We’re mid-way through our Future of Religion summer series here at Patheos, and have finally arrived at The Future of Mainline Protestantism! This week, more than 20 thought-leaders, from pastors to scholars to bloggers, offer provocative perspectives from a variety of angles on the future of the mainline church. We’ll also feature more conversation on the future church here on the blog each day. To get us started, retired Columbia Seminary professor Ben Campbell Johnson shares his dreams for a vibrant mainline Protestantism in the 21st Century…
I have a vision for mainline Protestantism from a perspective colored by the first decade of the twenty-first century. This vision will likely require more than a century to realize. Though the theme of these essays on trends calls for the identification of major shifts in the Church, I am writing from the perspective of a vision of what the Church could be. This vision stems from a love for the Church and a deep dedication to its mission in the world, no matter how far it seems to fall short of the Divine Intention.
As the reader, you should know the influences that have shaped this vision. First, I was born in the heart of the Great Depression in Elba, Alabama; I did not attend church as a child; the first time I recall going to church I was around 10 years old. The Methodist congregation that I attended had all the marks of a Constantinian Church. The membership included many of the leading people in that county seat town, plus a half-dozen conservative, evangelical Christians who by word and example were instrumental in my conversion.
Encountering Christ at the age of 17 radically changed the direction of my life. This early change found reinforcement in my college (Asbury, Wilmore, Kentucky, 1953) and seminary (Asbury, Wilmore, Kentucky, 1955) training. Further educational experiences included a Masters in New Testament at Southern Baptist Seminary (Louisville, Kentucky, 1957), a D. Min from San Francisco Theological Seminary (San Anselmo, California, 1978), and a Ph.D. in theology from Emory University (Atlanta, Georgia, 1980). From the day of my radical conversion through all my training, I suffered from a God-hunger. My educational experiences, my founding The Institute of Church Renewal, my teaching at Columbia Theological Seminary (PCUSA, Decatur, Georgia), and my understanding of the changing context of ministry continue to combine to shape and reshape my vision of the Church of the future.
Direct Experience of God
I envision a Church in the twenty-first century that places a strong emphasis on the basics of what it means to be “Church”. My vision of the Church consists of a community of persons whose lives are being transformed through an encounter with Christ, with each other and the society . (We may call this Christ, the Holy, the Ultimate in Being and Meaning, the Ground of Being, or a dozen or so other titles, but at the core is the experience of the Transcendent One.) This community is made alive by constantly living in the presence of the Holy that engulfs it through God’s freedom and love.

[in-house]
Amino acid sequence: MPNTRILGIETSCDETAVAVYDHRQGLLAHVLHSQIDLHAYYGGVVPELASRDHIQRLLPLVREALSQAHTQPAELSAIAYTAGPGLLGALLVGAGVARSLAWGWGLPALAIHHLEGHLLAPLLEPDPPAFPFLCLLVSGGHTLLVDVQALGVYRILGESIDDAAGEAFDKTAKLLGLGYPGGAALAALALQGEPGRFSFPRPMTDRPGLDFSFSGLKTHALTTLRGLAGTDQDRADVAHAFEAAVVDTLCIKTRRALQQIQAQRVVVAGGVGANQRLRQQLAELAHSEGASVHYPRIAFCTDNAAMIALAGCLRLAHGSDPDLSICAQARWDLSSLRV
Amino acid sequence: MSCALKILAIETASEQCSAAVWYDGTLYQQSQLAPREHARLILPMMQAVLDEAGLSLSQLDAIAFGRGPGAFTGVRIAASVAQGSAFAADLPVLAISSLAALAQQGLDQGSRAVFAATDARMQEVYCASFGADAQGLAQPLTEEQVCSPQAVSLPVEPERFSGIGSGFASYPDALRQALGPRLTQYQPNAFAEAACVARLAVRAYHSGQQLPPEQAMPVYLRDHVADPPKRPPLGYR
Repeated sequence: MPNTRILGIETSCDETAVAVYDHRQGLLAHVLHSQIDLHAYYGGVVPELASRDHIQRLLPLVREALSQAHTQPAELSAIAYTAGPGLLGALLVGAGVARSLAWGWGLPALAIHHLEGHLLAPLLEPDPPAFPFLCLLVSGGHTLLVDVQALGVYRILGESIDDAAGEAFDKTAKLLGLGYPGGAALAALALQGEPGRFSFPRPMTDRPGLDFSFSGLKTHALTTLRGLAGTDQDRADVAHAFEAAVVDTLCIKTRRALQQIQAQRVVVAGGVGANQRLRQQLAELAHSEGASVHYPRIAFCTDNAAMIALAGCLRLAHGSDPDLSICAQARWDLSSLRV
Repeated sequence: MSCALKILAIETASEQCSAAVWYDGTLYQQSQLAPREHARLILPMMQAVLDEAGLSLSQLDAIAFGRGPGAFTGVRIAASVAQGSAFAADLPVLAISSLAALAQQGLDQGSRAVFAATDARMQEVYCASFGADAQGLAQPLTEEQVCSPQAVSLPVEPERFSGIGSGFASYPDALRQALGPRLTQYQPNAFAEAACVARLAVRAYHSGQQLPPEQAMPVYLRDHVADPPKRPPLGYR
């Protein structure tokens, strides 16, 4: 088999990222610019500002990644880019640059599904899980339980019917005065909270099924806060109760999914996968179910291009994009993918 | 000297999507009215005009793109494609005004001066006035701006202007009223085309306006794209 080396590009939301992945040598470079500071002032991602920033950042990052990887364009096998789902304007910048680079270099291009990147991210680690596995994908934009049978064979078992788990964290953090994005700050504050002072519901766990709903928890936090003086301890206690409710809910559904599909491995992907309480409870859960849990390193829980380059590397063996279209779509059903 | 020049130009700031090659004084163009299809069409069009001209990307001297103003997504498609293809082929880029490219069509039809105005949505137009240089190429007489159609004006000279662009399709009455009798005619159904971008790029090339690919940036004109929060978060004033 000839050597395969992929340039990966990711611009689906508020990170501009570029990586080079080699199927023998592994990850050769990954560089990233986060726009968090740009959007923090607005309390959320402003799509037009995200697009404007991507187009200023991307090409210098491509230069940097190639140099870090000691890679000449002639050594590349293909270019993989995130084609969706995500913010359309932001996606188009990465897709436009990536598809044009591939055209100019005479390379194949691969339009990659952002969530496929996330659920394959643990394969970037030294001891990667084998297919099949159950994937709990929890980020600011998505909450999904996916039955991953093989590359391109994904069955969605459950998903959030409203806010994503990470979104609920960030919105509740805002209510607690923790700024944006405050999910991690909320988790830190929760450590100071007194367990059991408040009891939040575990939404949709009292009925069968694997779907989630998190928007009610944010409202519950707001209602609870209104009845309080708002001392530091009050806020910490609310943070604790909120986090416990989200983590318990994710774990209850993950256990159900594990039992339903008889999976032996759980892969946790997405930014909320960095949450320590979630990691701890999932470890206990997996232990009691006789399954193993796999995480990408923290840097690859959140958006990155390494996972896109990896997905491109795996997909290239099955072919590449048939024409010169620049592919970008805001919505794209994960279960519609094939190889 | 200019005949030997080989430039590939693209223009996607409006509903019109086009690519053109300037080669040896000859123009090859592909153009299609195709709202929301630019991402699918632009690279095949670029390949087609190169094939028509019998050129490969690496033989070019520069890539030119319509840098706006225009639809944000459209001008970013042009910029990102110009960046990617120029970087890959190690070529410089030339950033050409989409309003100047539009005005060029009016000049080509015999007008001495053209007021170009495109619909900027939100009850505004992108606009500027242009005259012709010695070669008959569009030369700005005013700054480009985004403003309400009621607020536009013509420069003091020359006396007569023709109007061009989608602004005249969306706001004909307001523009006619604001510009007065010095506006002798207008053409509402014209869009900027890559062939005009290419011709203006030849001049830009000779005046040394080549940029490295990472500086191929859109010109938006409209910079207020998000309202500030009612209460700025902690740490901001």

Diversity in the Community
This sense of the Holy is mediated to individuals and to the community through the ever-present Spirit. This mediation occurs through worship, fellowship, working together, living together and prayer. Because each member has been given different gifts, each will perceive and act differently, but these actions will always be conditioned by a conscious sense of God in their own awareness and that of the community. It is this community that fleshes out the will of God; it is this community in which Christ dwells; and it is the task of this community to discern and affirm the will of God being made manifest in the world. This discernment begins in the community but expands to include the whole world because God’s will is manifest not only in this community but also universally in the whole of creation.
A Community of Discernment
In the Church, members who are called to leadership have the task of discerning God’s will for the community, that is, the direction in which it should move. Various mission groups called by God and approved by the congregation have the task of specifically discerning how God chooses to manifest Godself in worship, of recognizing what forms and curricula are appropriate for training, the particular mission fitting for the context in which the Church engages the society, the means of healing and nurture, and the manner of spiritual formation. (My book, Imagining A Church in the Spirit, published by Eerdmans, spells out this vision.)
Old mainline congregations must learn to live in the tension that exists between maintaining practices that are centuries old and the new forms that are being demanded by a younger generation. A discerning task force will recognize the new cultural influences and the accompanying call to a relevant response. Take the form of worship as an example. This is a flash-point in the traditional Church and the Church that is emerging. The old order of worship, which includes the hymns that are sung and the values that are sustained, becomes sacred to a congregation. Yet, when new, younger, searching people come to worship, they often do not understand the music, the language or the form; for many of them it is irrelevant. The questions they are asking go unaddressed and their needs remain unrecognized. Their presence does not last very long in this unresponsive community. On the other hand, to make changes too rapidly will alienate the older congregation and inevitably affect the loyal support of the Church.